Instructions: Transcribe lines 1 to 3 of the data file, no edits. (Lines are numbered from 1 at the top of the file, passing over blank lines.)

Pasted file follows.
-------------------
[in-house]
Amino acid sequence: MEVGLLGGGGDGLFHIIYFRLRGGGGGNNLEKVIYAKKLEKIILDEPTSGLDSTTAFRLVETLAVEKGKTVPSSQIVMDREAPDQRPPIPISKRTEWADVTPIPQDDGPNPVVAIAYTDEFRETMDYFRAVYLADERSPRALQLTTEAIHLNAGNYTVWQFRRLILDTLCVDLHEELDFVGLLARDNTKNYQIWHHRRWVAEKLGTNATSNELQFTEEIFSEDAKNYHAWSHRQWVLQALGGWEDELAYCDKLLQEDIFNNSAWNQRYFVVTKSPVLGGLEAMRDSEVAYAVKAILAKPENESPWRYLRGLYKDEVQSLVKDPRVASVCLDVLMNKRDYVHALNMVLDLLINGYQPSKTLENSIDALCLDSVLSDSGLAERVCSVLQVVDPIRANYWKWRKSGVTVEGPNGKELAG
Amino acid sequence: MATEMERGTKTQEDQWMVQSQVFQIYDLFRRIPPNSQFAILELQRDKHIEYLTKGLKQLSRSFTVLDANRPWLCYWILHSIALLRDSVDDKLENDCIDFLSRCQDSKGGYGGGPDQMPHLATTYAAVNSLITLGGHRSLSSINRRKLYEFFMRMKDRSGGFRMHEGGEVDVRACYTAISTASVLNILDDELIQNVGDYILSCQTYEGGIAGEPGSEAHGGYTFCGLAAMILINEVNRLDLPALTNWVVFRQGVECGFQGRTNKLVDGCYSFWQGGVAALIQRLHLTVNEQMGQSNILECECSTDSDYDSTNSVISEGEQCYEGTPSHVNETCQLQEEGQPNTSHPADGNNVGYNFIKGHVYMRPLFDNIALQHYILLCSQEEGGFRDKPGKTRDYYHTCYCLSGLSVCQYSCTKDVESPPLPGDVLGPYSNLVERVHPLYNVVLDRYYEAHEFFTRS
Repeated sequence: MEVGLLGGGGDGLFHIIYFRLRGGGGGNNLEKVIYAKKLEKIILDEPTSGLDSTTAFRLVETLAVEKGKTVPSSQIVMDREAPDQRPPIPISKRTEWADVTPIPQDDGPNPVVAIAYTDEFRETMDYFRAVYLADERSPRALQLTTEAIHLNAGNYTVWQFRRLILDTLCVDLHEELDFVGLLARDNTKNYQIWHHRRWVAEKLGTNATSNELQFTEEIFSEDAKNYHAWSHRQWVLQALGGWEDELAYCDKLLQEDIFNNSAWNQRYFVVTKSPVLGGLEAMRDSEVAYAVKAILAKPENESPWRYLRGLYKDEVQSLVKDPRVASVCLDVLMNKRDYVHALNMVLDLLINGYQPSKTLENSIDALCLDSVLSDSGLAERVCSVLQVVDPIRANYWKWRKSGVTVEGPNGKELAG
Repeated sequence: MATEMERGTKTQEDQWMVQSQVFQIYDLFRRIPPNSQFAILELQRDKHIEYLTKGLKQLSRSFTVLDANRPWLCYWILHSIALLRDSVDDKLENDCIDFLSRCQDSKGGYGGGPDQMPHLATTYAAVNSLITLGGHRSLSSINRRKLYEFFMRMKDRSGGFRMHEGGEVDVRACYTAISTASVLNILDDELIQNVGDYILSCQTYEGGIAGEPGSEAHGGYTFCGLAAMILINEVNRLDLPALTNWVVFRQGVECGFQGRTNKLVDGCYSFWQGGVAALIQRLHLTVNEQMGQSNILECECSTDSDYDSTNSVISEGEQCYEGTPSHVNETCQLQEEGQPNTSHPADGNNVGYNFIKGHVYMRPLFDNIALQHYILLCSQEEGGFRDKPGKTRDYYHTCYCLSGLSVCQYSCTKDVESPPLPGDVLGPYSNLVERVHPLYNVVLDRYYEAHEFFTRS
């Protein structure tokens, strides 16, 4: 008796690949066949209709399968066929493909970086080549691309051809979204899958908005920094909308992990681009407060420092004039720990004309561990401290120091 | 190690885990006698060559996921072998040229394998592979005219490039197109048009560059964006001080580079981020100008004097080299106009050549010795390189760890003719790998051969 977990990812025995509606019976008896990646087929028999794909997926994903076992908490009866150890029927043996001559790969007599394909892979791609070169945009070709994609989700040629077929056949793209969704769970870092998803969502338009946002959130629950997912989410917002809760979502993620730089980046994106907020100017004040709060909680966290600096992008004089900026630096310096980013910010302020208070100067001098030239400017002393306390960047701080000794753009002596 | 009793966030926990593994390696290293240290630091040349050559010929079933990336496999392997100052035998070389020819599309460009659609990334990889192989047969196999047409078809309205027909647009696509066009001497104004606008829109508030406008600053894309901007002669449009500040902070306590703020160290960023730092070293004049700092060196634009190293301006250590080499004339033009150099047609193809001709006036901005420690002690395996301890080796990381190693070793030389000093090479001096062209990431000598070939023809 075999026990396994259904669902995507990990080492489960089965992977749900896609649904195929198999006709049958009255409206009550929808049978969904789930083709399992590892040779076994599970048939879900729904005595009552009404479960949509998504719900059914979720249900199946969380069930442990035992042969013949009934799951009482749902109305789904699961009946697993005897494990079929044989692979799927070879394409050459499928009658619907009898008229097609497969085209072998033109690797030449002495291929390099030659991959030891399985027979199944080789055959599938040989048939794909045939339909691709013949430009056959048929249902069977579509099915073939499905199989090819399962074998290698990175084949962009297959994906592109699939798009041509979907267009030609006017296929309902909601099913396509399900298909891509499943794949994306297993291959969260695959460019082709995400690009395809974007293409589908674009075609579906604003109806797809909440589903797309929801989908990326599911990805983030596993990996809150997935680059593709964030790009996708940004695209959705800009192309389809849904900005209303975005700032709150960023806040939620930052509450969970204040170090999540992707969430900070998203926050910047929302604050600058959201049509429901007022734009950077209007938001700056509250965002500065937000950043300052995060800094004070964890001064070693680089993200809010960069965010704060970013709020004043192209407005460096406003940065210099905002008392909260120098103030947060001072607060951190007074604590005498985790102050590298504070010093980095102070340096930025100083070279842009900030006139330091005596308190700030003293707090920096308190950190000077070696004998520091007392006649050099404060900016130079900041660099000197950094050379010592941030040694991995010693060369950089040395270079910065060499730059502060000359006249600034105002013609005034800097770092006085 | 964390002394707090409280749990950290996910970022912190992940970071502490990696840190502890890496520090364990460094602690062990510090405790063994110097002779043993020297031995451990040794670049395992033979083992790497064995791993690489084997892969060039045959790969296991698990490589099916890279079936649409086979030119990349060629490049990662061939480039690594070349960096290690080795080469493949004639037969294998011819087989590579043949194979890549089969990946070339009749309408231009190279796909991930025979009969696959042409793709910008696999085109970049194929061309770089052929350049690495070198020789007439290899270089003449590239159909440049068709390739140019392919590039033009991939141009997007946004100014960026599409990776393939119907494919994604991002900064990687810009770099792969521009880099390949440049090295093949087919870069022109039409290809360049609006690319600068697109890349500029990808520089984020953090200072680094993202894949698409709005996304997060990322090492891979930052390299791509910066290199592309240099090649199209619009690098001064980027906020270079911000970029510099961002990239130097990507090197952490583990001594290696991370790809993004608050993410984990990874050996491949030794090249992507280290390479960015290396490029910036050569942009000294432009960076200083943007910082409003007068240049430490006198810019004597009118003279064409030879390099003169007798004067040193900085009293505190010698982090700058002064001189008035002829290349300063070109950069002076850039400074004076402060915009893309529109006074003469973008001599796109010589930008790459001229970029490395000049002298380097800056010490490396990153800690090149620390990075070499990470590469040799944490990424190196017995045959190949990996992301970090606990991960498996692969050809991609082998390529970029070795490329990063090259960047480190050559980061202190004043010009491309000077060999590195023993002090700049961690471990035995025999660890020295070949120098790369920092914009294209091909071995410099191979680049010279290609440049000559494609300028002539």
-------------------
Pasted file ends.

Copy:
[in-house]
Amino acid sequence: MEVGLLGGGGDGLFHIIYFRLRGGGGGNNLEKVIYAKKLEKIILDEPTSGLDSTTAFRLVETLAVEKGKTVPSSQIVMDREAPDQRPPIPISKRTEWADVTPIPQDDGPNPVVAIAYTDEFRETMDYFRAVYLADERSPRALQLTTEAIHLNAGNYTVWQFRRLILDTLCVDLHEELDFVGLLARDNTKNYQIWHHRRWVAEKLGTNATSNELQFTEEIFSEDAKNYHAWSHRQWVLQALGGWEDELAYCDKLLQEDIFNNSAWNQRYFVVTKSPVLGGLEAMRDSEVAYAVKAILAKPENESPWRYLRGLYKDEVQSLVKDPRVASVCLDVLMNKRDYVHALNMVLDLLINGYQPSKTLENSIDALCLDSVLSDSGLAERVCSVLQVVDPIRANYWKWRKSGVTVEGPNGKELAG
Amino acid sequence: MATEMERGTKTQEDQWMVQSQVFQIYDLFRRIPPNSQFAILELQRDKHIEYLTKGLKQLSRSFTVLDANRPWLCYWILHSIALLRDSVDDKLENDCIDFLSRCQDSKGGYGGGPDQMPHLATTYAAVNSLITLGGHRSLSSINRRKLYEFFMRMKDRSGGFRMHEGGEVDVRACYTAISTASVLNILDDELIQNVGDYILSCQTYEGGIAGEPGSEAHGGYTFCGLAAMILINEVNRLDLPALTNWVVFRQGVECGFQGRTNKLVDGCYSFWQGGVAALIQRLHLTVNEQMGQSNILECECSTDSDYDSTNSVISEGEQCYEGTPSHVNETCQLQEEGQPNTSHPADGNNVGYNFIKGHVYMRPLFDNIALQHYILLCSQEEGGFRDKPGKTRDYYHTCYCLSGLSVCQYSCTKDVESPPLPGDVLGPYSNLVERVHPLYNVVLDRYYEAHEFFTRS